Pad Thai is one of the dishes that first comes to mind among Canadians when thinking of Thai cuisine. Sadly, most North American restaurant versions are little more than a big plate of uninspiring saucy noodles. A good pad Thai will be a medley of carefully matched ingredients that combine to create a plateful of sweet, sour, and salty flavours. If your wok or skillet is small, you may need to make this recipe in two batches.
6 oz (170 g) thin rice noodles (vermicelli), preferably brown rice
1/2 block firm tofu
2 Tbsp (30 mL) chopped tamarind pulp (or equivalent rice vinegar)
1 Tbsp (15 mL) reduced-sodium soy sauce
1 Tbsp (15 mL) fish sauce
1 Tbsp (15 mL) coconut palm sugar or honey
2 dried Thai bird chili, crushed, or 1/4 tsp (1 mL) dried red chili flakes
1 Tbsp (15 mL) grapeseed or peanut oil
2 garlic cloves, chopped
2 cups (500 mL) bean sprouts, plus more for garnish
3 large free-range eggs, lightly beaten
1/4 cup (60 mL) chopped roasted peanuts, plus more for garnish
2 green onions, white and green parts, thinly sliced
1 Tbsp (15 mL) dried shrimp (optional)
1 lime, sliced into wedges
Place noodles in large bowl, cover with boiling water, and let soak until tender but not mushy, about 10 minutes. Drain noodles and slice the bunch in half. Set aside.
To remove excess moisture from tofu, layer cutting board with two layers of paper towels and place tofu on top. Lay fresh towel on top of tofu. Place weighted object on top of tofu and let sit 15 minutes. Slice pressed tofu into 1/2 in (1.25 cm) cubes.
In small bowl, mix tamarind pulp with 1/4 cup (60 mL) boiling water. Let sit for 10 minutes. Press mixture through fine sieve and reserve tamarind water. Stir together tamarind water (or rice vinegar) with soy sauce, fish sauce, sugar or honey, and chili.
In wok or large skillet, heat oil over medium-high heat. Add tofu and stir-fry until golden brown, about 2 minutes. Add garlic and cook for 1 minute. Add noodles and stir-fry for 1 minute more. Stir in sprouts and tamarind mixture and stir-fry until noodles have absorbed the sauce, about 1 minute.
Push noodle mixture to one side of pan; add eggs and cook, stirring, until eggs are scrambled. Add peanuts, green onions, and dried shrimp if using and combine with noodles and egg. Stir-fry for 1 minute more.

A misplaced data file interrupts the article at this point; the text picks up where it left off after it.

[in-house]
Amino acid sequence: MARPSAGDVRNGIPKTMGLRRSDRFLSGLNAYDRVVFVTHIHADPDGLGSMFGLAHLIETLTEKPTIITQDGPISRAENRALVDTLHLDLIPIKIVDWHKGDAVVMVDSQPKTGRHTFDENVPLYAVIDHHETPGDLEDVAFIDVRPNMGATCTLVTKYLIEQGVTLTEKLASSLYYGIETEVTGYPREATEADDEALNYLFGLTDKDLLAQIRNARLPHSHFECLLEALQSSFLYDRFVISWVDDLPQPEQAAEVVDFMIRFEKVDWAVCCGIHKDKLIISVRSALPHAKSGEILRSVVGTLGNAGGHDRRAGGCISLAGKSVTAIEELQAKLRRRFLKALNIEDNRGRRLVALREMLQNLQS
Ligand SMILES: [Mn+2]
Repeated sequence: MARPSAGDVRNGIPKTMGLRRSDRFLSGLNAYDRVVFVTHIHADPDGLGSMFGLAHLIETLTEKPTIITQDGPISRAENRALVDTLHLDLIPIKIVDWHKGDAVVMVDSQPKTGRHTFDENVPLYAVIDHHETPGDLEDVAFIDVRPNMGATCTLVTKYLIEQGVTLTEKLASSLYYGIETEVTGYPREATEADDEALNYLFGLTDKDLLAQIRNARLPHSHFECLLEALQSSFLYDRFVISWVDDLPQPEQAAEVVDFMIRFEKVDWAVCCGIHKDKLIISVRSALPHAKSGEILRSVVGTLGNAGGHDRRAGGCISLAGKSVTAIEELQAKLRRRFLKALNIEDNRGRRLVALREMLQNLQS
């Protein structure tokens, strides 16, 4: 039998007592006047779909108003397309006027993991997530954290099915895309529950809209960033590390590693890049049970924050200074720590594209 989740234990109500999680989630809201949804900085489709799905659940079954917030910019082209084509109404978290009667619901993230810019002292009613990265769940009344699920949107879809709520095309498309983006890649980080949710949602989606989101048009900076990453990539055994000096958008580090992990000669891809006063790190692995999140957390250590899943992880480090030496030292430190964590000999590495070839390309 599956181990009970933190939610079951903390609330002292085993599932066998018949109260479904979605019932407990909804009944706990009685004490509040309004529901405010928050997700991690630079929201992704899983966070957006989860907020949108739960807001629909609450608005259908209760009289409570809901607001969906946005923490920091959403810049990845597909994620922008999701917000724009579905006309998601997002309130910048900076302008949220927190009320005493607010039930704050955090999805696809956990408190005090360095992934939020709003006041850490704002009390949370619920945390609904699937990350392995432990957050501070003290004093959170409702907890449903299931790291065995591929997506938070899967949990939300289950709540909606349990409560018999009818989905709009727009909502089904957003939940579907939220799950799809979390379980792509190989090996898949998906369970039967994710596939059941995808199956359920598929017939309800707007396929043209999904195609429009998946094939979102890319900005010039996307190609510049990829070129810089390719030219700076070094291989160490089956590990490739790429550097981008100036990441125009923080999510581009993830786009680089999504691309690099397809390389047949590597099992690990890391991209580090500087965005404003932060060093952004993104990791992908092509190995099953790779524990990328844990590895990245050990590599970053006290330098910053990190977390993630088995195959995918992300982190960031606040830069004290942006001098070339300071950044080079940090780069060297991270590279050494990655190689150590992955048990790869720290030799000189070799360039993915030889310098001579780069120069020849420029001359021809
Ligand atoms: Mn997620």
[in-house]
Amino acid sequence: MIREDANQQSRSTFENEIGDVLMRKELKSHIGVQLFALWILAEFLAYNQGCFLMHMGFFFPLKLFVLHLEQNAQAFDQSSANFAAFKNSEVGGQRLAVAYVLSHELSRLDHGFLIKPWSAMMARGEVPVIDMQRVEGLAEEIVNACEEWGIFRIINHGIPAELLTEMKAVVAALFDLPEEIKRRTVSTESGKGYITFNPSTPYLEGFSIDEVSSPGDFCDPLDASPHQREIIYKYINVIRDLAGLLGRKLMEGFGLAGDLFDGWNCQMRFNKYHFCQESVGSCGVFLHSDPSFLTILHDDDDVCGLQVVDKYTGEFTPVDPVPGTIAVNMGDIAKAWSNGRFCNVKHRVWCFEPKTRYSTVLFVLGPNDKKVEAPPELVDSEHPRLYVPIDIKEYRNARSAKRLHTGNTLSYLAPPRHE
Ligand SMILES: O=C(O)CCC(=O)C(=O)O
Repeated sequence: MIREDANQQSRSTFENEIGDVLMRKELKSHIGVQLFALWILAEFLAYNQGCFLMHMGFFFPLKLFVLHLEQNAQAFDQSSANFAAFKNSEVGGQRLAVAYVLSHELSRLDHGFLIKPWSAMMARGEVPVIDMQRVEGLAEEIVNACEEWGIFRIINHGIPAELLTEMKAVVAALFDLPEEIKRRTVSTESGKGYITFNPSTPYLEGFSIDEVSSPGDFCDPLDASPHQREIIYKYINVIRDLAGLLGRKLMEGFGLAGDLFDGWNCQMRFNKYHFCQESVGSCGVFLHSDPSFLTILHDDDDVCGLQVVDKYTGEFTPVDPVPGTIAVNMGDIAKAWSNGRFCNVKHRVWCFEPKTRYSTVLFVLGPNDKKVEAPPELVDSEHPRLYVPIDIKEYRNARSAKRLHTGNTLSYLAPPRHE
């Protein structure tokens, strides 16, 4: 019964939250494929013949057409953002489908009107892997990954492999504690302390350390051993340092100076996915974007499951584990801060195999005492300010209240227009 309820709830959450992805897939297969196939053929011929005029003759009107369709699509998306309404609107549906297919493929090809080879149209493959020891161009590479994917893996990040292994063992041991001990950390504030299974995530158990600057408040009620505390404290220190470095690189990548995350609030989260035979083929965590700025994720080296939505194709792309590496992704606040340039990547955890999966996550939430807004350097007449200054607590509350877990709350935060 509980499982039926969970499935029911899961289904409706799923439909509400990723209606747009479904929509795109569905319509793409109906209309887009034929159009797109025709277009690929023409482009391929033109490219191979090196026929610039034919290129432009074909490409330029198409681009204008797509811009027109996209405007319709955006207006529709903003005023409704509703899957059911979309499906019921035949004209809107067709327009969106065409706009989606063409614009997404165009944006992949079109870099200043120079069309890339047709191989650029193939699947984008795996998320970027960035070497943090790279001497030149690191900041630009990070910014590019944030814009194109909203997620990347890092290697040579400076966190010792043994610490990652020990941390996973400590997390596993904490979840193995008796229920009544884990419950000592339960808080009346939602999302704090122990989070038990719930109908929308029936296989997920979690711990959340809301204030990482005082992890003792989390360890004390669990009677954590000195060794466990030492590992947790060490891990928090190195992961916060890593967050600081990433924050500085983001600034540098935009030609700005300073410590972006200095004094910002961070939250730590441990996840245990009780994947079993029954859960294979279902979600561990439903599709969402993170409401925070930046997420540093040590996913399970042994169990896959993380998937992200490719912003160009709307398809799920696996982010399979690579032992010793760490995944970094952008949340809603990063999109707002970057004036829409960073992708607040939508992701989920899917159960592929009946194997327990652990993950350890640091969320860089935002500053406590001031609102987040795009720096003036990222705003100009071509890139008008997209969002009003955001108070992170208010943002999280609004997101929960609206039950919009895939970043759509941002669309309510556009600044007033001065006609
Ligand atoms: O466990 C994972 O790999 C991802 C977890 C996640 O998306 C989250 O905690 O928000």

Place on serving plates and garnish with additional peanuts and bean sprouts. Serve with lime wedges.
Each serving contains: 302 calories; 12 g protein; 11 g total fat (2 g sat. fat, 0 g trans fat); 39 g total carbohydrates (7 g sugars, 3 g fibre); 501 mg sodium
source: "Stir-Up Delicious Thai Food", alive #364, February 2013
Tourtière is, for me, the dish that best represents Québec. It can be traced back to the 1600s, and there’s no master recipe; every family has their own twist. Originally, it was made with game birds or game meat, like rabbit, pheasant, or moose; that’s one of the reasons why I prefer it with venison instead of beef or pork. Variation: If you prefer to make single servings, follow our lead at the restaurant, where we make individual tourtières in the form of a dome (pithivier) and fill them with 5 ounces (160 g) of the ground venison mixture. Variation: You can also use a food processor to make the dough. Place the flour, salt, and butter in the food processor and pulse about ten times, until the butter is incorporated—don’t overmix. It should look like wet sand, and a few little pieces of butter here and there is okay. With the motor running, through the feed tube, slowly add ice water until the dough forms a ball—again don’t overmix. Wrap, chill, and roll out as directed above.
My love of artichokes continues with this classic recipe, one of the best ways to eat this interesting, underrated, and strange vegetable. Frozen artichoke hearts are a time-saving substitute, though the flavour and texture of fresh artichokes are, by far, much superior and definitely preferred.
Cervelle de canut is basically the Boursin of France, an herbed fresh farmer’s cheese spread that’s a speciality of Lyon. The name is kind of weird, as it literally means “silk worker’s brain,” named after nineteenth-century Lyonnaise silk workers, who were called canuts. Sadly, the name reflects the low opinion of the people towards these workers. Happily for us, though, it’s delicious—creamy, fragrant, and fresh at the same time. Cervelle de canut is one of my family’s favourite dishes. It’s a great make-ahead appetizer that you can pop out of the fridge once your guests arrive. Use a full-fat cream cheese for the dish, or it will be too runny and less delicious.